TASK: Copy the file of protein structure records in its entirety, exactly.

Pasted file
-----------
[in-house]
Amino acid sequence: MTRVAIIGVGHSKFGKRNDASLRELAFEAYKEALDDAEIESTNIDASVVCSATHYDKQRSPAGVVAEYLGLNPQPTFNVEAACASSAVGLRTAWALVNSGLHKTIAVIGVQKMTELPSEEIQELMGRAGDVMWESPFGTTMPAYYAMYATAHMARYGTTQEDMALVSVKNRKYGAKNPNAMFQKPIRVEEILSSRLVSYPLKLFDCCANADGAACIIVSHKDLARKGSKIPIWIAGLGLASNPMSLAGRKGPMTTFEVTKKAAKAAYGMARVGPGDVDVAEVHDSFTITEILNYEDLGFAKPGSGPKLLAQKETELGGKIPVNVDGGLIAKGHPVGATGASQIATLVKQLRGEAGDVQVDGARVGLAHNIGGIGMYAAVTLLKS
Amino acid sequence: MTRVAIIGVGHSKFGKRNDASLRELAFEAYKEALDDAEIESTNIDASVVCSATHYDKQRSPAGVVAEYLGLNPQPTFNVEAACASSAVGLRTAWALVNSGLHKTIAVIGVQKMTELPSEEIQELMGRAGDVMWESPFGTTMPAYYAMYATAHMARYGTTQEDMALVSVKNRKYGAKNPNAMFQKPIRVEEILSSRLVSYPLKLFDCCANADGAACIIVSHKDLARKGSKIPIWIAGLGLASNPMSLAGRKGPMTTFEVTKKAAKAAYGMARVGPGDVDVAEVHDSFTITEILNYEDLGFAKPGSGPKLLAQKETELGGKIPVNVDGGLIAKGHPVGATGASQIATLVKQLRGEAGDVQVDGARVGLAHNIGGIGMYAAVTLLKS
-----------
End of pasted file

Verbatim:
[in-house]
Amino acid sequence: MTRVAIIGVGHSKFGKRNDASLRELAFEAYKEALDDAEIESTNIDASVVCSATHYDKQRSPAGVVAEYLGLNPQPTFNVEAACASSAVGLRTAWALVNSGLHKTIAVIGVQKMTELPSEEIQELMGRAGDVMWESPFGTTMPAYYAMYATAHMARYGTTQEDMALVSVKNRKYGAKNPNAMFQKPIRVEEILSSRLVSYPLKLFDCCANADGAACIIVSHKDLARKGSKIPIWIAGLGLASNPMSLAGRKGPMTTFEVTKKAAKAAYGMARVGPGDVDVAEVHDSFTITEILNYEDLGFAKPGSGPKLLAQKETELGGKIPVNVDGGLIAKGHPVGATGASQIATLVKQLRGEAGDVQVDGARVGLAHNIGGIGMYAAVTLLKS
Amino acid sequence: MTRVAIIGVGHSKFGKRNDASLRELAFEAYKEALDDAEIESTNIDASVVCSATHYDKQRSPAGVVAEYLGLNPQPTFNVEAACASSAVGLRTAWALVNSGLHKTIAVIGVQKMTELPSEEIQELMGRAGDVMWESPFGTTMPAYYAMYATAHMARYGTTQEDMALVSVKNRKYGAKNPNAMFQKPIRVEEILSSRLVSYPLKLFDCCANADGAACIIVSHKDLARKGSKIPIWIAGLGLASNPMSLAGRKGPMTTFEVTKKAAKAAYGMARVGPGDVDVAEVHDSFTITEILNYEDLGFAKPGSGPKLLAQKETELGGKIPVNVDGGLIAKGHPVGATGASQIATLVKQLRGEAGDVQVDGARVGLAHNIGGIGMYAAVTLLKS